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Bond market on the horns of a dilemma

Inflation and expected inflation are arguably the major determinants of interest rates. If the bond market appears to react to signs of growth, as it often does, then that is because the bond market—and the Fed—continue to think that growth and inflation are linked: i.e., more growth increases inflation risk, while less growth reduces it. We are now living in interesting times, however, because growth has been unusually weak and the so-called "output gap" (the amount of excess capacity, or the amount by which the economy is operating below its potential) has been huge—currently about 10% according to my calculations. Yet inflation by all measures has been rising. The bond market wants to rally, given how weak the economy is, but it is bumping up against the reality of higher inflation, as the chart above suggests.

Core inflation over the past six months is running at a 2.5% annualized rate. That doesn't sound like much, but as the top chart suggests, when core CPI is 2.5%, 10-yr Treasury yields tend to be in the neighborhood of 4.5%, and a 2% spread between inflation and bond yields is close to the long-term average. If long-term trends reassert themselves, Treasury yields could rise significantly. So the bond market is essentially caught on the horns of a dilemma: the lure of weak growth (perhaps made weaker by sovereign defaults) vs. the reality of rising inflation. We haven't seen a test of the Phillips Curve theory of inflation like this for a long time. The last time I remember such a test was in the late 1990s, when the economy was booming, and the Fed was fearful that the economy was "overheating" and inflation would rise. By the time the dust had settled, around 2002-2003, we realized that inflation had almost fallen enough to produce deflation. I think that when the dust finally settles on the current environment, we will see inflation rising some more, and Treasury yields rising by a lot more.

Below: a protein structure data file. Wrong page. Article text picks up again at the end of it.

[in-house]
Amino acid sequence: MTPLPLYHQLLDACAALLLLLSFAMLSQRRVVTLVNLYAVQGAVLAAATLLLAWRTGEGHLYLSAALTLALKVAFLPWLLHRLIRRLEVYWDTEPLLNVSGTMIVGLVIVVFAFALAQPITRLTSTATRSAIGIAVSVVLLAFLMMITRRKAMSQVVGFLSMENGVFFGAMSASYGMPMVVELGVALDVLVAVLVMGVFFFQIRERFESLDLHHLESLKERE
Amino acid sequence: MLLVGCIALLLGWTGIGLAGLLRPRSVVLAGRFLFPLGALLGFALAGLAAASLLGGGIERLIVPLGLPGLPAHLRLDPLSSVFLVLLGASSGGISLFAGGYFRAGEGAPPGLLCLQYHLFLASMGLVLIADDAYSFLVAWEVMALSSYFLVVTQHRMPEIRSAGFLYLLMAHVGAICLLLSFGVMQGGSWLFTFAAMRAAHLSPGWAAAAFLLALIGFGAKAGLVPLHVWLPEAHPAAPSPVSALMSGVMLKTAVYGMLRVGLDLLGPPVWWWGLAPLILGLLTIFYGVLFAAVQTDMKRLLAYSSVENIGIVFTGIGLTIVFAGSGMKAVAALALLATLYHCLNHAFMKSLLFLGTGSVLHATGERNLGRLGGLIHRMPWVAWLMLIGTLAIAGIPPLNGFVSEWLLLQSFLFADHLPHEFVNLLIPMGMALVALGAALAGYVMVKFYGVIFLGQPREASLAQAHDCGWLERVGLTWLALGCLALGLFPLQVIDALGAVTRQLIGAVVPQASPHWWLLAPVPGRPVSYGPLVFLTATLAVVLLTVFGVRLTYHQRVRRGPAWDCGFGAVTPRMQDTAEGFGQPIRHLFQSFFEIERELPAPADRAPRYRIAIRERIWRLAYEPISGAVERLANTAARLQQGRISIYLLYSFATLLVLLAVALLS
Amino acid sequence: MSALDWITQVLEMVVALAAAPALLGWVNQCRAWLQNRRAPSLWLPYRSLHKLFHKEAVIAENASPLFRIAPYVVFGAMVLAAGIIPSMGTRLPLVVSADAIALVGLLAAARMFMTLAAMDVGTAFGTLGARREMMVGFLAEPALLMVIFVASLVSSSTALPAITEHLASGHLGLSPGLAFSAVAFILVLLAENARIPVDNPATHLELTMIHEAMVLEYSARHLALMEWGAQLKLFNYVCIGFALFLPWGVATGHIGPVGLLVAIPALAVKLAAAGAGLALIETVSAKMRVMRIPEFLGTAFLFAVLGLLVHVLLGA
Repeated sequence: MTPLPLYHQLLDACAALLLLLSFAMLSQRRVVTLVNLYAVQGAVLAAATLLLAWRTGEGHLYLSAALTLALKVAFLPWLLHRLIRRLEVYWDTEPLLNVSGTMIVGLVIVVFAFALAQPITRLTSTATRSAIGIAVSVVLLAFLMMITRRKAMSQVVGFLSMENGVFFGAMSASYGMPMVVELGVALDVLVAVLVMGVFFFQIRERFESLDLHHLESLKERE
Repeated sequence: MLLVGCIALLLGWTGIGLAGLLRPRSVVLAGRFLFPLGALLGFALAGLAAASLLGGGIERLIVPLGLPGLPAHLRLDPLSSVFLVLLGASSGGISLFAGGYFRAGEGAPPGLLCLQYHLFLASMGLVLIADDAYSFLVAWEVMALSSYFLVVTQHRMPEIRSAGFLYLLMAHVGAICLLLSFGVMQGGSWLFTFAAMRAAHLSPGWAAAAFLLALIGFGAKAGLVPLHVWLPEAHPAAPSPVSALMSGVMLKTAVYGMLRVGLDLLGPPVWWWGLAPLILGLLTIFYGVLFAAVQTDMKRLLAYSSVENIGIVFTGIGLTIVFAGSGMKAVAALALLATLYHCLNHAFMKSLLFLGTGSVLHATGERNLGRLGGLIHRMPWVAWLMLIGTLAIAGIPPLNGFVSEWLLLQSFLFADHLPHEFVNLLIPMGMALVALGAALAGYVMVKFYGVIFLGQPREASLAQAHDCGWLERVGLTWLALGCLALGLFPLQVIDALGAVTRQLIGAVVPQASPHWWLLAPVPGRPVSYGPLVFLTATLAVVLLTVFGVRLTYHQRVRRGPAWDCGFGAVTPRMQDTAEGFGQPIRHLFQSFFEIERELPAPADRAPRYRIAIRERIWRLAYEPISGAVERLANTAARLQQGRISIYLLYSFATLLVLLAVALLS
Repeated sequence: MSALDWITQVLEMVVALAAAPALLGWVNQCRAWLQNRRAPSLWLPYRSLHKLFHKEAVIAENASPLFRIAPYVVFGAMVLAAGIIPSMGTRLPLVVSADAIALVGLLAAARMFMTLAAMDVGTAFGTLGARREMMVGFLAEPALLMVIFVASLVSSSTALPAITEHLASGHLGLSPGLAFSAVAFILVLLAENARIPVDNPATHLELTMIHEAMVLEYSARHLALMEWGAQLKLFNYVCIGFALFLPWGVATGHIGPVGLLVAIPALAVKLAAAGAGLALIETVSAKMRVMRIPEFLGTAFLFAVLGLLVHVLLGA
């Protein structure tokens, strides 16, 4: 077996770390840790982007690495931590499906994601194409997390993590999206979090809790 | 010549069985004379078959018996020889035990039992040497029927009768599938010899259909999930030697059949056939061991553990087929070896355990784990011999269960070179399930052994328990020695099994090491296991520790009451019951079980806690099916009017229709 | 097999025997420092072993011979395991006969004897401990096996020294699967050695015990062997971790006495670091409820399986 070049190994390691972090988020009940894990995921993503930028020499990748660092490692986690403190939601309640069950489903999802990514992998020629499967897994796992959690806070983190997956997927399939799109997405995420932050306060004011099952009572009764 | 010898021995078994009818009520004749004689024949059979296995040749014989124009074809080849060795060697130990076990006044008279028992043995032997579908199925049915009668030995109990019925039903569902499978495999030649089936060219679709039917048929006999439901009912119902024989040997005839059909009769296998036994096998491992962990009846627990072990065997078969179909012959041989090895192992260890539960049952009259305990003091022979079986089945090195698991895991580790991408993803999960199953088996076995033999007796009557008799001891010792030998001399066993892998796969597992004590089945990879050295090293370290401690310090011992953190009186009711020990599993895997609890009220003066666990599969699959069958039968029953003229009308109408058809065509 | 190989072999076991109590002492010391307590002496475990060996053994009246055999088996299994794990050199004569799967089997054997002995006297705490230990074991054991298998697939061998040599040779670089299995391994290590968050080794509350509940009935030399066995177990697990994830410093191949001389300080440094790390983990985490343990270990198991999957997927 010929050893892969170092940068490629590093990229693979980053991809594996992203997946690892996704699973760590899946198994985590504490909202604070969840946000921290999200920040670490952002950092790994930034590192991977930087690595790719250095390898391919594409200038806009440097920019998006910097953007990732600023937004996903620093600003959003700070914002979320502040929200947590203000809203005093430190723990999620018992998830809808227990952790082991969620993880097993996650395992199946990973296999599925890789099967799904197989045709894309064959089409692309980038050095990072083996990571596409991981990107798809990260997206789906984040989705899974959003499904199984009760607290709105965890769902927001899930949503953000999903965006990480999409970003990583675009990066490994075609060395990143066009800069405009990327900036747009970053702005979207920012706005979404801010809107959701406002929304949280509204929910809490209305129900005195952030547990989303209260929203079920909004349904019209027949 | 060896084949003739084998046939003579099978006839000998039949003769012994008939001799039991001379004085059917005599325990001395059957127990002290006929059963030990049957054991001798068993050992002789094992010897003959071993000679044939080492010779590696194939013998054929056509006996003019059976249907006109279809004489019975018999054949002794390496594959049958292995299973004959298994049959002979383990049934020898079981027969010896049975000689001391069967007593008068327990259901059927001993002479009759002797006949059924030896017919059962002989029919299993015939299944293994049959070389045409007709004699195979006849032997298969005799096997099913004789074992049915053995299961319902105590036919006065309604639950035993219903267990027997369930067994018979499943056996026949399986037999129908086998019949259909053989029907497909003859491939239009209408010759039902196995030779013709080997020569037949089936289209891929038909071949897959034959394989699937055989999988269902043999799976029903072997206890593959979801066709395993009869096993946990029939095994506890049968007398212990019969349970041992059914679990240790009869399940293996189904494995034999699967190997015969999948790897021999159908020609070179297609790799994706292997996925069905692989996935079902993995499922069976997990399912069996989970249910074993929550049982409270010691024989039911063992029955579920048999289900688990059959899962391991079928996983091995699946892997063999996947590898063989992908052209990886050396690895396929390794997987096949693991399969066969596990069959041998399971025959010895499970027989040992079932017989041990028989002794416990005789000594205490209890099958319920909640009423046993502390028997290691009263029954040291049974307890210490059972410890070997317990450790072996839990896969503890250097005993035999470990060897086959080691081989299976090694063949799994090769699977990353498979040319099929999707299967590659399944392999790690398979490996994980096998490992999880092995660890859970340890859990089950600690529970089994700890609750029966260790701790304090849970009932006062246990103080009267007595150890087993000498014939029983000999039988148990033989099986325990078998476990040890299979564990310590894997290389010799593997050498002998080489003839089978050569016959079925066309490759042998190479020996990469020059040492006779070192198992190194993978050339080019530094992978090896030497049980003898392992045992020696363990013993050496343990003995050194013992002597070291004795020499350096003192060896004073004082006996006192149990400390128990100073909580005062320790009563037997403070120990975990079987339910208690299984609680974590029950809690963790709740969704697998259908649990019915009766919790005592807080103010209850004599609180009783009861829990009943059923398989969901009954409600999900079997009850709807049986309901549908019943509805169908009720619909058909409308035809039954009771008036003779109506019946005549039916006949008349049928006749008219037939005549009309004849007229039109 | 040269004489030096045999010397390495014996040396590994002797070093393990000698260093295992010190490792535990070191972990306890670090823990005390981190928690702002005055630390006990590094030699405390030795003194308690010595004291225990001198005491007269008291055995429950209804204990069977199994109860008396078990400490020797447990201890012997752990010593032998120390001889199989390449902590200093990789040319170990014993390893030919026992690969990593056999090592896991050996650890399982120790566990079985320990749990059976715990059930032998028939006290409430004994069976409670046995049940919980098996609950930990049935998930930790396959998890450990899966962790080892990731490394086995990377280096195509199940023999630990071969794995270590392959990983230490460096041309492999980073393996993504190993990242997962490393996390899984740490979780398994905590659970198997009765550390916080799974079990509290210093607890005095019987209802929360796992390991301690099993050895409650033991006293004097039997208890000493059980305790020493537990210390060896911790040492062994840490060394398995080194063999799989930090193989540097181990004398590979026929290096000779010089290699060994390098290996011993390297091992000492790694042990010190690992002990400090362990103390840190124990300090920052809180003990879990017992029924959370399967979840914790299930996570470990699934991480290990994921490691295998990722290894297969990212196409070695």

In the meantime, there are two clear facts about inflation: 1) it has been extraordinarily volatile over the past 10 years, and 2) by all measures inflation has moved higher in the past year. At the very least, the volatility of inflation is a problem since it leaves the world uncertain as to what is really going on. The fact that inflation has risen, despite the very sluggish recovery and the existence of tons of excess capacity, is also problematic, because it directly challenges the theory that says inflation should be very low because the economy is so weak. Both of these realities weigh heavily on Treasury note and bond prices.

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